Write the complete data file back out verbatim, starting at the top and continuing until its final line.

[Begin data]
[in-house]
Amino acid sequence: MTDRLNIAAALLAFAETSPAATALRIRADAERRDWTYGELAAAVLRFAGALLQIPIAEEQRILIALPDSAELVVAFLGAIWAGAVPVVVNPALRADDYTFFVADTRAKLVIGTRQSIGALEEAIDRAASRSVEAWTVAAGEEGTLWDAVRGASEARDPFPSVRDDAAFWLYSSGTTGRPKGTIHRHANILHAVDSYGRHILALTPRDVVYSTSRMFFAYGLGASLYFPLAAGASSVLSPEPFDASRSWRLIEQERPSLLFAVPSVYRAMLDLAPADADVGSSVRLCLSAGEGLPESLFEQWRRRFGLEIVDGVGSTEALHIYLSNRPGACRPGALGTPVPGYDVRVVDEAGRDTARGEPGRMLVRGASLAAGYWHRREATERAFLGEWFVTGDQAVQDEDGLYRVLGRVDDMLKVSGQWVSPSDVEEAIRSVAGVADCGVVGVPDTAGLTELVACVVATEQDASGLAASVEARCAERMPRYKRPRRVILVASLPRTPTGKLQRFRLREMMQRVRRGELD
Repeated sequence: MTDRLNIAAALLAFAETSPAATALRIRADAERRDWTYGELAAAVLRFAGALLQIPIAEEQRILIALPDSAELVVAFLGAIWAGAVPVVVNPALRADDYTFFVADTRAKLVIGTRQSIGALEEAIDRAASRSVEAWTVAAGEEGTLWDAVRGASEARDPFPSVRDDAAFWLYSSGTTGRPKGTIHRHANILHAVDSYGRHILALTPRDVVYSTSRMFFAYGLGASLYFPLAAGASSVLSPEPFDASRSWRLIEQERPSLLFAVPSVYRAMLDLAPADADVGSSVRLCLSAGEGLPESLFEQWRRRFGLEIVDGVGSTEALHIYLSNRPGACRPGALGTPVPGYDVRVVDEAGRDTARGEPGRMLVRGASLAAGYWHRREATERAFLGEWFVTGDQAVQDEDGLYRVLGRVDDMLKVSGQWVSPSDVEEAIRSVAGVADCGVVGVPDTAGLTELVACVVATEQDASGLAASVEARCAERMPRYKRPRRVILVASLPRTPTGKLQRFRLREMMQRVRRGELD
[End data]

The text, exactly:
[in-house]
Amino acid sequence: MTDRLNIAAALLAFAETSPAATALRIRADAERRDWTYGELAAAVLRFAGALLQIPIAEEQRILIALPDSAELVVAFLGAIWAGAVPVVVNPALRADDYTFFVADTRAKLVIGTRQSIGALEEAIDRAASRSVEAWTVAAGEEGTLWDAVRGASEARDPFPSVRDDAAFWLYSSGTTGRPKGTIHRHANILHAVDSYGRHILALTPRDVVYSTSRMFFAYGLGASLYFPLAAGASSVLSPEPFDASRSWRLIEQERPSLLFAVPSVYRAMLDLAPADADVGSSVRLCLSAGEGLPESLFEQWRRRFGLEIVDGVGSTEALHIYLSNRPGACRPGALGTPVPGYDVRVVDEAGRDTARGEPGRMLVRGASLAAGYWHRREATERAFLGEWFVTGDQAVQDEDGLYRVLGRVDDMLKVSGQWVSPSDVEEAIRSVAGVADCGVVGVPDTAGLTELVACVVATEQDASGLAASVEARCAERMPRYKRPRRVILVASLPRTPTGKLQRFRLREMMQRVRRGELD
Repeated sequence: MTDRLNIAAALLAFAETSPAATALRIRADAERRDWTYGELAAAVLRFAGALLQIPIAEEQRILIALPDSAELVVAFLGAIWAGAVPVVVNPALRADDYTFFVADTRAKLVIGTRQSIGALEEAIDRAASRSVEAWTVAAGEEGTLWDAVRGASEARDPFPSVRDDAAFWLYSSGTTGRPKGTIHRHANILHAVDSYGRHILALTPRDVVYSTSRMFFAYGLGASLYFPLAAGASSVLSPEPFDASRSWRLIEQERPSLLFAVPSVYRAMLDLAPADADVGSSVRLCLSAGEGLPESLFEQWRRRFGLEIVDGVGSTEALHIYLSNRPGACRPGALGTPVPGYDVRVVDEAGRDTARGEPGRMLVRGASLAAGYWHRREATERAFLGEWFVTGDQAVQDEDGLYRVLGRVDDMLKVSGQWVSPSDVEEAIRSVAGVADCGVVGVPDTAGLTELVACVVATEQDASGLAASVEARCAERMPRYKRPRRVILVASLPRTPTGKLQRFRLREMMQRVRRGELD